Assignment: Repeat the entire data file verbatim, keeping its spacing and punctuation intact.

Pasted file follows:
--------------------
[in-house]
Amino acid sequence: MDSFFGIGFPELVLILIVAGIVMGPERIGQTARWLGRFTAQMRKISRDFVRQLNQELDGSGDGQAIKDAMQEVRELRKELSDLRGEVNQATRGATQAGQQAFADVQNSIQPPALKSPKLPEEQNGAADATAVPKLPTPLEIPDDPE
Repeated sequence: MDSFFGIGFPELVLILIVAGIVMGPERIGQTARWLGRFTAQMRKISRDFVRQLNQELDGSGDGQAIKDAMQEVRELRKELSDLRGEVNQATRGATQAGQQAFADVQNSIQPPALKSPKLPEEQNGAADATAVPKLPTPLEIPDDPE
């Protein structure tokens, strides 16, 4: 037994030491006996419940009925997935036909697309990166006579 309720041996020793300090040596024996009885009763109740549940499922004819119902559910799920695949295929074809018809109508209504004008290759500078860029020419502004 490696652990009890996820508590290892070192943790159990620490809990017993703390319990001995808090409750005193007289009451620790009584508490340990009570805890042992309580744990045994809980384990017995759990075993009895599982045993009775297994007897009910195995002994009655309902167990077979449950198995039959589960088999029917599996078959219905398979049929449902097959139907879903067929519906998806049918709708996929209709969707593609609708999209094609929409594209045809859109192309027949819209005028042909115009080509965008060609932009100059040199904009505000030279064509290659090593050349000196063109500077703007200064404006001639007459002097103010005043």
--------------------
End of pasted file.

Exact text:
[in-house]
Amino acid sequence: MDSFFGIGFPELVLILIVAGIVMGPERIGQTARWLGRFTAQMRKISRDFVRQLNQELDGSGDGQAIKDAMQEVRELRKELSDLRGEVNQATRGATQAGQQAFADVQNSIQPPALKSPKLPEEQNGAADATAVPKLPTPLEIPDDPE
Repeated sequence: MDSFFGIGFPELVLILIVAGIVMGPERIGQTARWLGRFTAQMRKISRDFVRQLNQELDGSGDGQAIKDAMQEVRELRKELSDLRGEVNQATRGATQAGQQAFADVQNSIQPPALKSPKLPEEQNGAADATAVPKLPTPLEIPDDPE
């Protein structure tokens, strides 16, 4: 037994030491006996419940009925997935036909697309990166006579 309720041996020793300090040596024996009885009763109740549940499922004819119902559910799920695949295929074809018809109508209504004008290759500078860029020419502004 490696652990009890996820508590290892070192943790159990620490809990017993703390319990001995808090409750005193007289009451620790009584508490340990009570805890042992309580744990045994809980384990017995759990075993009895599982045993009775297994007897009910195995002994009655309902167990077979449950198995039959589960088999029917599996078959219905398979049929449902097959139907879903067929519906998806049918709708996929209709969707593609609708999209094609929409594209045809859109192309027949819209005028042909115009080509965008060609932009100059040199904009505000030279064509290659090593050349000196063109500077703007200064404006001639007459002097103010005043």